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Our Adopted Rats

Name: Ikemba

Job: Mine Detection Rat

Meet Our Past Rats: Nala and our beloved Cheeky who is now watching us from above.

Recycling Funds

2012: $105.63

2013: $118.63

2014: $56.45

Featured Team Members

May Events!

Aloha everyone!

For the May volunteer events, I'm going to share two events that are near and dear to me. A good buddy and fellow HURT member of mine is battling cancer and we're holding two events in his honor. One is being put on by his fellow paddlers and the other is a HURT run, both up on the beautiful North Shore. Both events are donation only and every cent goes to George to help pay his medical bills.

I'm personally helping put together the running event and it will be a blast! I'll be volunteering during the race and likely running around dressed as a banana along with other costumed crazies. Want to just come hang out in costume? Please do! We always have the best food, people, and the most fun around! Did I mention prizes? Come check it out and make a day of it and hit the beach are free to run any distance or walk or skip...anything goes, it doesn't have to be the full 8 miles. Kids/family welcome. Or if you have a banana tree and want to donate food for the race or bake some cookies, anything is appreciated! The trails we're running on are not really open to the public so this is a rare opportunity.

Read the full post of the paddle event

Read the full post for the run event here.

FYI for June, I'm thinking of doing the He'eia Stream Restoration per Lynn's request. As always, ideas or requests of what to have as our event are welcome!

Thanks everyone!

BTW, we are TOTALLY going to win the Portal of the year next year...  :)


Quarterly Update from Cheeky

Hello friend,
Greetings from the TB Detection Center in sunny Tanzania! I am on a break from my training, and just couldn’t wait to fill you in on everything I’ve been doing here.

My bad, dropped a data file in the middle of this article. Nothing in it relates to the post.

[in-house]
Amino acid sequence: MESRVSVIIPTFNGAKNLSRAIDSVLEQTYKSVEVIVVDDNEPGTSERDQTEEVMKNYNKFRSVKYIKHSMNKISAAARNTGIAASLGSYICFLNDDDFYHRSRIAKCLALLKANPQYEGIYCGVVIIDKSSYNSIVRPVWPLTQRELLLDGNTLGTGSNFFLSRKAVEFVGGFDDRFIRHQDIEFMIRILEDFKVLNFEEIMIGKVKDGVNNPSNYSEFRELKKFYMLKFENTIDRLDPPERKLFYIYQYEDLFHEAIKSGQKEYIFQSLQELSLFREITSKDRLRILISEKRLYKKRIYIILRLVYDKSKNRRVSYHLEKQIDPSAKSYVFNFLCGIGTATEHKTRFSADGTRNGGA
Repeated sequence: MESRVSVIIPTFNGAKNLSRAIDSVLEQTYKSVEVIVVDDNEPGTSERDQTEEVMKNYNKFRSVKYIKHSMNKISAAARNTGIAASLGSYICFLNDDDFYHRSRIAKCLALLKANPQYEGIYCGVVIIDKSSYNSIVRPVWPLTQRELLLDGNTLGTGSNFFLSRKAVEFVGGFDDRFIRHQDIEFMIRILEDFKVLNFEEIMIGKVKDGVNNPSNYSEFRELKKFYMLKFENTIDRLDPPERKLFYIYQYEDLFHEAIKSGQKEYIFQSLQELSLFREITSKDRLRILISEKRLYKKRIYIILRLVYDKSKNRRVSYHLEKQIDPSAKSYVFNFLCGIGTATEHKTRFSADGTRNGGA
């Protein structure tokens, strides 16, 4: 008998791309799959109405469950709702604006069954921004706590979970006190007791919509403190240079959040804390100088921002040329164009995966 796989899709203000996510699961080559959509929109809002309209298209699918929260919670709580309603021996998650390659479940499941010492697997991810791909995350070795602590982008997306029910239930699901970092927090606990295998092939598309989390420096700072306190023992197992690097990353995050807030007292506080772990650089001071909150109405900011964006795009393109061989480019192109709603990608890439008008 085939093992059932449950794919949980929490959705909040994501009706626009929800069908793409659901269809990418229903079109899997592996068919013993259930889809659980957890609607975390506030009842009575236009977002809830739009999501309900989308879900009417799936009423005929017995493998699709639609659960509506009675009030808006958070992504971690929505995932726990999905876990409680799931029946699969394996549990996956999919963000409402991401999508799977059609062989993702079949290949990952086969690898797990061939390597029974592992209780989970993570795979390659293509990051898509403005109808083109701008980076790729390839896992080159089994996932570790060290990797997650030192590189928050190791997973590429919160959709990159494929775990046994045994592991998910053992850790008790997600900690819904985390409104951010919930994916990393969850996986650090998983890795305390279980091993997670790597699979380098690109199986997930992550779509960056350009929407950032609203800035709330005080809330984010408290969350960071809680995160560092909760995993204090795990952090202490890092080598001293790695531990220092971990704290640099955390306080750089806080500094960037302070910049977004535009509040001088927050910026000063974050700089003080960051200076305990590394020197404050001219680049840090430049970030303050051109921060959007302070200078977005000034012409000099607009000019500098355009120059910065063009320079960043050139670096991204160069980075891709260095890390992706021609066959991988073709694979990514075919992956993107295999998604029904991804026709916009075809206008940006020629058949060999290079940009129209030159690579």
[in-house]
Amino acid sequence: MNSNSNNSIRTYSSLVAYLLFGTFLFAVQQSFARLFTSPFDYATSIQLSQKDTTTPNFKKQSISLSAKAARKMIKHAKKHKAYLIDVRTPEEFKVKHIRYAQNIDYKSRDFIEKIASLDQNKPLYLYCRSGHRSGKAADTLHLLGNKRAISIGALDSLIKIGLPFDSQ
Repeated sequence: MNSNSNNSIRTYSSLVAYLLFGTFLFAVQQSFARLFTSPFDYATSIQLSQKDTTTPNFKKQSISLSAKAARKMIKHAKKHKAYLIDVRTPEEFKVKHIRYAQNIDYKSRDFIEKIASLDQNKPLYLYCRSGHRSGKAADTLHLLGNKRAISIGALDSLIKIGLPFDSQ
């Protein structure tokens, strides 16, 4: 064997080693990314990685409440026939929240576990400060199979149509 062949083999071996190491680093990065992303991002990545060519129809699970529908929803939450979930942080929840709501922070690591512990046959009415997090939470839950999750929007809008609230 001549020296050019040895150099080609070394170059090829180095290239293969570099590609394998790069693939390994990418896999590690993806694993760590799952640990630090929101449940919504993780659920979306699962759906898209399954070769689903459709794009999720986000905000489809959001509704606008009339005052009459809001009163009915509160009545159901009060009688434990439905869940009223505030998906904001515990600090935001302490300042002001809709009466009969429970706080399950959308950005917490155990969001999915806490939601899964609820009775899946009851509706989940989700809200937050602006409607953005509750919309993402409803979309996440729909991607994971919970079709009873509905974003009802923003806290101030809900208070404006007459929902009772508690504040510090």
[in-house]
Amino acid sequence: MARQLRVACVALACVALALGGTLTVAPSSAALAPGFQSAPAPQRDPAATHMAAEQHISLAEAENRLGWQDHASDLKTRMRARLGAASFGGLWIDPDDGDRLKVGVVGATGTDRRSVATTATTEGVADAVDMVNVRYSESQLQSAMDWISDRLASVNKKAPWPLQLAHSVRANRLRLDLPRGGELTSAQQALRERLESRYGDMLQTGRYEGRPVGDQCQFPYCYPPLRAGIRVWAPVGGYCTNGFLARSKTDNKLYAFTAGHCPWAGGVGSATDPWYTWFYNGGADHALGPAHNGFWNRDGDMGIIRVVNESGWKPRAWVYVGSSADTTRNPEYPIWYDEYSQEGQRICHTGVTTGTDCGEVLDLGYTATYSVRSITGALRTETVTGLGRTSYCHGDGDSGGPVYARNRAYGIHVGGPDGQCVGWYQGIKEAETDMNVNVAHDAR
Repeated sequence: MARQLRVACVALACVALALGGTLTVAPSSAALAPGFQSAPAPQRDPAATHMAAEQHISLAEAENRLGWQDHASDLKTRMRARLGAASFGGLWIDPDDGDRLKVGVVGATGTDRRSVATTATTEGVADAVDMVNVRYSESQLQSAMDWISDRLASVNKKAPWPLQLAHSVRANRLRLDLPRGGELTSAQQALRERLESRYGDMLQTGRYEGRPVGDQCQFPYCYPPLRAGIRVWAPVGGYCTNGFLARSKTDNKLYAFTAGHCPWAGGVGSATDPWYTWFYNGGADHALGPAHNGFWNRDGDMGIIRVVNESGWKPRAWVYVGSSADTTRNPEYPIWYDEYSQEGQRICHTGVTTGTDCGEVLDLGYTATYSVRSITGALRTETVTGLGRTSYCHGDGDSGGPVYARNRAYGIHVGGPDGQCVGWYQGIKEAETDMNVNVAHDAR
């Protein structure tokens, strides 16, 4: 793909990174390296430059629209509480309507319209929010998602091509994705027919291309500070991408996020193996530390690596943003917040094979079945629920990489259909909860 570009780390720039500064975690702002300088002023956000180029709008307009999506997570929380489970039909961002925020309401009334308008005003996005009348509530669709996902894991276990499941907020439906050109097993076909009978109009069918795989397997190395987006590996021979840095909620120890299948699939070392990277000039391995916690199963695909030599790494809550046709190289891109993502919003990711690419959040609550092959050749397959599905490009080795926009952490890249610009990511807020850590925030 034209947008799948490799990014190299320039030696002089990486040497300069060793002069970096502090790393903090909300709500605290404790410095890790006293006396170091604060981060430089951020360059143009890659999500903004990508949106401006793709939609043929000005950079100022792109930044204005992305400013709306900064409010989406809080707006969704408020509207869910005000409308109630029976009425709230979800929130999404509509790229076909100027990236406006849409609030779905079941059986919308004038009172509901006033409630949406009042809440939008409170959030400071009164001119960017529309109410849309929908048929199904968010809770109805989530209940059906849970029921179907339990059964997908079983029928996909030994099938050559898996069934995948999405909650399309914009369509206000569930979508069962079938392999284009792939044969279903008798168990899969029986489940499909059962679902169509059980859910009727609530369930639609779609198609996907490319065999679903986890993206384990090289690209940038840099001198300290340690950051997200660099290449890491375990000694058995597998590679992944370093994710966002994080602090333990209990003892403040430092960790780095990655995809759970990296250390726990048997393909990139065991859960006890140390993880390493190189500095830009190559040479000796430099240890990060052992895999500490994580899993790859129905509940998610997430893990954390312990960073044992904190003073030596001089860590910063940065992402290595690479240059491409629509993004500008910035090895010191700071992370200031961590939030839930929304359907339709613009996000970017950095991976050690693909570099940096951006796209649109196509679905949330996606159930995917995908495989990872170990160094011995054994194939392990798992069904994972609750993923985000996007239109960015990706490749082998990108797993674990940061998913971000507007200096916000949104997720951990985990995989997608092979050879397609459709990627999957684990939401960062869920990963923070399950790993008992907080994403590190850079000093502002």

After a bumpy ride from the breeding kennels at APOPO’s headquarters, to the Tuberculosis Detection Facility a few kilometers away, I settled into my brand-new kennel and felt ready to start my important work as a TB Detection rat. And it all began when I met my trainer, Tony. Tony is one of the newest HeroRAT trainers here in Tanzania, and I am one of the newest TB Detection rats – so we both knew it would be a great fit.
After we got to know each other a little, Tony started me on a process called “click training.” He told me there would be food involved, so I was enthusiastic right away. But the first time we practiced, I admit I was a little confused! Tony placed me in a clean glass cage, and for a few minutes, I ran around, sniffing excitedly before I wondered what came next. Finally, I heard a loud “click” noise from the side of the cage, and before I knew it, Tony was handing me a delicious cocktail of banana, avocado, and rat chow (if you ever get the chance to try this delicacy, I recommend it)!
It didn’t take long for me to realize that whenever I heard this “click” noise, all I had to do was run to Tony’s side of the cage to get my reward. When Tony thought I was ready, he moved me to an even tougher stage, called “one hole” training.